I’m not entirely surprised that the Blair Witch Project is an effective film, though there was a huge potential for failure, realying heavily on improvisation and an extremely gimmicky marketing ploy, the final product is actually an unnerving tale of horror. It relies heavily on subjective POV, and it’s never quite clear what is happening, if anything at all. The character’s physical and psychological deterioation is matched with the increase of the horror, so one is left wondering if perhaps it’s all in their heads.
As far as I know, this is the first example of the documentary format used in horror. Though apparently the first person shaky cam was sickening to many of the viewers in 1999, it’s relatively tame compared to the work of such acclaimed filmmakers as Paul Greengrass. Aside from the nightime antics, the filmmaking is very fluid and quite elegant. The use of the cheap film stock is a nice touch, though it never hurts that I find it uniquely beautiful. The sort of faded and “off” colours remind me of old polaroids, it’s a good look, and the black and white works with what wouldn’t in colour.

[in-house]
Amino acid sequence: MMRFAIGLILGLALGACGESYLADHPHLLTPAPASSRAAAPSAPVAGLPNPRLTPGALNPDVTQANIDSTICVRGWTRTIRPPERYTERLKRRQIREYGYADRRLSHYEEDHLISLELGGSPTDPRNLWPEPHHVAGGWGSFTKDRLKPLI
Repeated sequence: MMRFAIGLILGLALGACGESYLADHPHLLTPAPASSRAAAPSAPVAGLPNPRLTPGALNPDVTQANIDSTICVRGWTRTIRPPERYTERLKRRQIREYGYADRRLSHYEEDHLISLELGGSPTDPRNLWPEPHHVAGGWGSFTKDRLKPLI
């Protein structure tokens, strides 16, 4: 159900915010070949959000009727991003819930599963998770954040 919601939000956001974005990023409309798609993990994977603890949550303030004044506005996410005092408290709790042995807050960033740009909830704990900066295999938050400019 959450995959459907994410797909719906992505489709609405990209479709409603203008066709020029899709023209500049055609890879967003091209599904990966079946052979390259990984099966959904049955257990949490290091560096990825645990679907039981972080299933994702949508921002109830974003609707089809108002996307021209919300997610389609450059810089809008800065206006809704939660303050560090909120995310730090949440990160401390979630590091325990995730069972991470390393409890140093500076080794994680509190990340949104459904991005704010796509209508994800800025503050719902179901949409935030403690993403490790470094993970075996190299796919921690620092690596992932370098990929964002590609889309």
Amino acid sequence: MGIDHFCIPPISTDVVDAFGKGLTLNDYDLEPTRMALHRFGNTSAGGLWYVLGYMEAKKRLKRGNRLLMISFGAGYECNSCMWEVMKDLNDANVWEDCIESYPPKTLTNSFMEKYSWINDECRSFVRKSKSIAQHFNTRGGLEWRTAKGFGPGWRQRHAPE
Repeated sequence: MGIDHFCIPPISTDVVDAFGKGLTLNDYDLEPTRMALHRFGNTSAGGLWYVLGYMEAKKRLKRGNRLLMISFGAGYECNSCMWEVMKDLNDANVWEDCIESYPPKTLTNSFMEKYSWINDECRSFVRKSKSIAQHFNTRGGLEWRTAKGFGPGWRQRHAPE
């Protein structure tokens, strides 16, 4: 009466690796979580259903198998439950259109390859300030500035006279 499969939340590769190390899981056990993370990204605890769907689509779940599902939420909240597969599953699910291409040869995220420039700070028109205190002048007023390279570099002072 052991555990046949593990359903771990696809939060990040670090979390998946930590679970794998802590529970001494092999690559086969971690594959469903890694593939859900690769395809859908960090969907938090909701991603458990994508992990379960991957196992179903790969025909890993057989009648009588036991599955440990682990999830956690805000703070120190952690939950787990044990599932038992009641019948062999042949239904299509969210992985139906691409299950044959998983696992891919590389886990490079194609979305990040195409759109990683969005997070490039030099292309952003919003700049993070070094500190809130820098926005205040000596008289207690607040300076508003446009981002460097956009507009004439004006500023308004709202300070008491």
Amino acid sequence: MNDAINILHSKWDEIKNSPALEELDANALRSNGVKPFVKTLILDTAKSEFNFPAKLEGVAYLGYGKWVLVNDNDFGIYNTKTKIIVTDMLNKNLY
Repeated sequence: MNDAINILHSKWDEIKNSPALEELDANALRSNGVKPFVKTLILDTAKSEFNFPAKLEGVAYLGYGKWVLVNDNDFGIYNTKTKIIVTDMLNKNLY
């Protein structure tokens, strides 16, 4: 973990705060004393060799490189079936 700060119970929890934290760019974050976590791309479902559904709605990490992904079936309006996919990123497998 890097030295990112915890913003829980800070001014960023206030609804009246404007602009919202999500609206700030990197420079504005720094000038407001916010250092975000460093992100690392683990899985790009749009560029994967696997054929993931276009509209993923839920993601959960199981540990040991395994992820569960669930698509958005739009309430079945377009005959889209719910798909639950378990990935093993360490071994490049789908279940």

As for scares, like most great horror it relies on what isn’t seen than what is. Much like the characters going through the motions in the film, the audience is given a few sketchy facts and our fears and insecurities of what may be lurking in the woods are built on that. They give just enough so that the audience can hold on that something is out there.